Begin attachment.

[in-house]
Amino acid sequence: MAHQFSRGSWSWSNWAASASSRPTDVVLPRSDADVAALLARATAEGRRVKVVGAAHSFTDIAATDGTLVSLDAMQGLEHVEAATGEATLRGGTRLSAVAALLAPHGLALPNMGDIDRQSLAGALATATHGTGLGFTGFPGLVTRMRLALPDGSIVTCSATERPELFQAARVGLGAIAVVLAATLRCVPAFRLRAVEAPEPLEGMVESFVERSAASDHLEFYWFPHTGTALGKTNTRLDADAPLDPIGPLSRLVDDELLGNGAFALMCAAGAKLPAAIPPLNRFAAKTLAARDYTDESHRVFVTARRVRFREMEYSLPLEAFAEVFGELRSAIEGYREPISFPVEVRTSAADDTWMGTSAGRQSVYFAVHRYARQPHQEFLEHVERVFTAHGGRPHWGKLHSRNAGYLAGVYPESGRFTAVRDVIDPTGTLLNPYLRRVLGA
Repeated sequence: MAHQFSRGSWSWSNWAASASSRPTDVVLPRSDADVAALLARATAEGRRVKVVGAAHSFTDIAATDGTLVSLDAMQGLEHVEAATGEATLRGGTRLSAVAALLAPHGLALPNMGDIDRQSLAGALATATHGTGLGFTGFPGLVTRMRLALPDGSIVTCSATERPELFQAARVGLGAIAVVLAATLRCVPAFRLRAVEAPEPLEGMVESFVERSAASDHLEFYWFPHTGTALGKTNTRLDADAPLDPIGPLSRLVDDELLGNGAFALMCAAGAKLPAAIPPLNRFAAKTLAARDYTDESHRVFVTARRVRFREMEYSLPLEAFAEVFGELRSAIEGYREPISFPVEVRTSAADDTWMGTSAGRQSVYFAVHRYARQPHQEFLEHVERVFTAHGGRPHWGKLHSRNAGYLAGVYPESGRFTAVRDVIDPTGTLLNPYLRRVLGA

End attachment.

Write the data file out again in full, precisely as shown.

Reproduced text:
[in-house]
Amino acid sequence: MAHQFSRGSWSWSNWAASASSRPTDVVLPRSDADVAALLARATAEGRRVKVVGAAHSFTDIAATDGTLVSLDAMQGLEHVEAATGEATLRGGTRLSAVAALLAPHGLALPNMGDIDRQSLAGALATATHGTGLGFTGFPGLVTRMRLALPDGSIVTCSATERPELFQAARVGLGAIAVVLAATLRCVPAFRLRAVEAPEPLEGMVESFVERSAASDHLEFYWFPHTGTALGKTNTRLDADAPLDPIGPLSRLVDDELLGNGAFALMCAAGAKLPAAIPPLNRFAAKTLAARDYTDESHRVFVTARRVRFREMEYSLPLEAFAEVFGELRSAIEGYREPISFPVEVRTSAADDTWMGTSAGRQSVYFAVHRYARQPHQEFLEHVERVFTAHGGRPHWGKLHSRNAGYLAGVYPESGRFTAVRDVIDPTGTLLNPYLRRVLGA
Repeated sequence: MAHQFSRGSWSWSNWAASASSRPTDVVLPRSDADVAALLARATAEGRRVKVVGAAHSFTDIAATDGTLVSLDAMQGLEHVEAATGEATLRGGTRLSAVAALLAPHGLALPNMGDIDRQSLAGALATATHGTGLGFTGFPGLVTRMRLALPDGSIVTCSATERPELFQAARVGLGAIAVVLAATLRCVPAFRLRAVEAPEPLEGMVESFVERSAASDHLEFYWFPHTGTALGKTNTRLDADAPLDPIGPLSRLVDDELLGNGAFALMCAAGAKLPAAIPPLNRFAAKTLAARDYTDESHRVFVTARRVRFREMEYSLPLEAFAEVFGELRSAIEGYREPISFPVEVRTSAADDTWMGTSAGRQSVYFAVHRYARQPHQEFLEHVERVFTAHGGRPHWGKLHSRNAGYLAGVYPESGRFTAVRDVIDPTGTLLNPYLRRVLGA